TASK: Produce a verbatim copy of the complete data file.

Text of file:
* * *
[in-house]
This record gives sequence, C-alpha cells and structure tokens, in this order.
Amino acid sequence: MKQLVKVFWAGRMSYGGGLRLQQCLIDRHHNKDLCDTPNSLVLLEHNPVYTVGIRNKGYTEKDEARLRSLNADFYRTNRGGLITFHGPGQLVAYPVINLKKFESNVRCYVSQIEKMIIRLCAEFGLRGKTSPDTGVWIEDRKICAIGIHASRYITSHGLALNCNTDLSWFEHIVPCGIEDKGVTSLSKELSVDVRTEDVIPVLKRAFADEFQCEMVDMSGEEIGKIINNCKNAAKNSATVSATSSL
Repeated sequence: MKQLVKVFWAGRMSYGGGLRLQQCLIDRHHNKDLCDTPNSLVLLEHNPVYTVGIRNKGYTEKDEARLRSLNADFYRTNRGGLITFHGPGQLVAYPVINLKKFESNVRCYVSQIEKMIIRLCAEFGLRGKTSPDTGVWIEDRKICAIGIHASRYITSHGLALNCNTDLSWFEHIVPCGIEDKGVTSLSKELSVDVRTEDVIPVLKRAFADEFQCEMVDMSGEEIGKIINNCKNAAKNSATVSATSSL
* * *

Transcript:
[in-house]
This record gives sequence, C-alpha cells and structure tokens, in this order.
Amino acid sequence: MKQLVKVFWAGRMSYGGGLRLQQCLIDRHHNKDLCDTPNSLVLLEHNPVYTVGIRNKGYTEKDEARLRSLNADFYRTNRGGLITFHGPGQLVAYPVINLKKFESNVRCYVSQIEKMIIRLCAEFGLRGKTSPDTGVWIEDRKICAIGIHASRYITSHGLALNCNTDLSWFEHIVPCGIEDKGVTSLSKELSVDVRTEDVIPVLKRAFADEFQCEMVDMSGEEIGKIINNCKNAAKNSATVSATSSL
Repeated sequence: MKQLVKVFWAGRMSYGGGLRLQQCLIDRHHNKDLCDTPNSLVLLEHNPVYTVGIRNKGYTEKDEARLRSLNADFYRTNRGGLITFHGPGQLVAYPVINLKKFESNVRCYVSQIEKMIIRLCAEFGLRGKTSPDTGVWIEDRKICAIGIHASRYITSHGLALNCNTDLSWFEHIVPCGIEDKGVTSLSKELSVDVRTEDVIPVLKRAFADEFQCEMVDMSGEEIGKIINNCKNAAKNSATVSATSSL